Side effects[edit]

Different forms of birth control have different potential side effects. Not all, or even most, users will experience side effects from a method.

The less effective the method, the greater the risk of the side-effects associated with pregnancy.

Minimal or no other side effects are possible with coitus interruptus, fertility awareness-based, and LAM. Some forms of periodic abstinence encourage examination of the cervix; insertion of the fingers into the vagina to perform this examination may cause changes in the vaginal environment. Following the rules for LAM may delay a woman's first post-partum menstruation beyond what would be expected from different breastfeeding practices.[citation needed]

Barrier methods have a risk of allergic reaction. Users sensitive to latex may use barriers made of less allergenic materials - polyurethane condoms, or silicone diaphragms, for example. Barrier methods are also often combined with spermicides, which have possible side effects of genital irritation, vaginal infection, and urinary tract infection.

Sterilization procedures are generally considered to have a low risk of side effects, though some persons and organizations disagree.[10][11] Female sterilization is a more significant operation than vasectomy, and has greater risks; in industrialized nations, mortality is 4 per 100,000 tubal ligations, versus 0.1 per 100,000 vasectomies.[12]

After IUD insertion, users may experience irregular periods in the first 3–6 months with Mirena, and sometimes heavier periods and worse menstrual cramps with ParaGard. However, continuation rates are much higher with IUDs compared to non-long-acting methods.[13] A positive characteristic of IUDs is that fertility and the ability to become pregnant returns quickly once the IUD is removed.[14]

Because of their systemic nature, hormonal methods have the largest number of possible side effects.[15]

Combined hormonal contraceptives contain estrogen and progestin hormones.[16] They can come in formulations such as a pills, vaginal rings, and transdermal patches.[16] Most people who use combined hormonal contraception experience breakthrough bleeding within the first 3 months.[16] Other common side effects include headaches, breast tenderness, and changes in mood.[17] Side effects from hormonal contraceptives typically disappear over time (3-5 months) with consistent use.[17] Less common effects of combined hormonal contraceptives include increasing the risk of deep vein thrombosis to 2 to 10 per 10 000 women per year and venous thrombotic events (see venous thrombosis) to 7 to 10 per 10,000 women per year.[16]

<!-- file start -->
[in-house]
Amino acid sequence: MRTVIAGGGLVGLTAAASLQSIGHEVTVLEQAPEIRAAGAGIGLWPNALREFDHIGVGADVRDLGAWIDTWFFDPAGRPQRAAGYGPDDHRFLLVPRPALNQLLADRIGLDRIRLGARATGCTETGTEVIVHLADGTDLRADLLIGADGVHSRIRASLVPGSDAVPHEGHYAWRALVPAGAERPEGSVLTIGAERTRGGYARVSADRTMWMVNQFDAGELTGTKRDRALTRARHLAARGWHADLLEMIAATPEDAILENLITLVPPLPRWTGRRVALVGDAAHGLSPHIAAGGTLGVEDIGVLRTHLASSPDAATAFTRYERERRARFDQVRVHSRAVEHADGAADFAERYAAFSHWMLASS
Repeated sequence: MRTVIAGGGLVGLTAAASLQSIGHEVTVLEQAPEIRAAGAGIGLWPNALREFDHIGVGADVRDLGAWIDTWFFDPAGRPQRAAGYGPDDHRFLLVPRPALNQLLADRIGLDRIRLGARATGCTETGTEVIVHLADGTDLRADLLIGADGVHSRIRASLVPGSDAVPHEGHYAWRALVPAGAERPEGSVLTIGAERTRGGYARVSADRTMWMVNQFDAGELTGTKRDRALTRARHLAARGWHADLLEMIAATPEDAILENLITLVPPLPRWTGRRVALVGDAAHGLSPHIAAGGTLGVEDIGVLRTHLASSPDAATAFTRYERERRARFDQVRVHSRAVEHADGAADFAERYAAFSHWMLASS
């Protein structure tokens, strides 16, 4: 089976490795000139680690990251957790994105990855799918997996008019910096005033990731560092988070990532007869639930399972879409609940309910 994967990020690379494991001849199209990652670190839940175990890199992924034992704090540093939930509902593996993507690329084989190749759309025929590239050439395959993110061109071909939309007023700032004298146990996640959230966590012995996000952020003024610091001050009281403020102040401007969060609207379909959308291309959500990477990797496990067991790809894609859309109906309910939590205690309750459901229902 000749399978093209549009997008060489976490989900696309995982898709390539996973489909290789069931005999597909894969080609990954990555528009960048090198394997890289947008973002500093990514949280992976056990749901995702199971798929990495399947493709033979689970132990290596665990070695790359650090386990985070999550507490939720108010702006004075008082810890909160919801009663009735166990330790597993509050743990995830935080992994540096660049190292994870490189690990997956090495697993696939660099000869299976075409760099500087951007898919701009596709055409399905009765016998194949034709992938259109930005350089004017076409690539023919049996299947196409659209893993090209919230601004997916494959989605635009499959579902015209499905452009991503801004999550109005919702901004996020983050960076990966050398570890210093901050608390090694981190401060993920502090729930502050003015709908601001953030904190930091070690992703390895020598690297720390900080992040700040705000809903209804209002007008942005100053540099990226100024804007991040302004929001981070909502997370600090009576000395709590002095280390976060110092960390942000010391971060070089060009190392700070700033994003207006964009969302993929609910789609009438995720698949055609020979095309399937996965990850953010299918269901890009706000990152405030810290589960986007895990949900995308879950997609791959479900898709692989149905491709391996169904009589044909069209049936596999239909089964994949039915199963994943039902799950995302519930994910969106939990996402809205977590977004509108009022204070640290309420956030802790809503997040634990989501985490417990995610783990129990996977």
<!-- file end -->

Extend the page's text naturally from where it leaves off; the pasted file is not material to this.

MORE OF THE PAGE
Hormonal contraceptives can come in multiple forms including injectables. Depot medroxyprogesterone acetate (DMPA), a progestin only injectable, has been found to cause amenorrhea; however, the irregular bleeding pattern returns to normal over time.[16][17] DMPA has also been associated with weight gain.[17] Other side effects more commonly associated with progestin-only products include acne and hirsutism.[17] Compared to combined hormonal contraceptives, progestin-only contraceptives typically produce a more regular bleeding pattern.[16]

Sexually transmitted disease prevention[edit]

Male and female condoms provide significant protection against sexually transmitted diseases (STDs) when used consistently and correctly. They also provide some protection against cervical cancer.[18][19] Condoms are often recommended as an adjunct to more effective birth control methods (such as IUD) in situations where STD protection is also desired.[20]

Other barrier methods, such as diaphragm may provide limited protection against infections in the upper genital tract. Other methods provide little or no protection against sexually transmitted diseases.

Effectiveness calculation[edit]

Failure rates may be calculated by either the Pearl Index or a life table method. A "perfect-use" rate is where any rules of the method are rigorously followed, and (if applicable) the method is used at every act of intercourse.

Actual failure rates are higher than perfect-use rates for a variety of reasons:

  • mistakes on the part of those providing instructions on how to use the method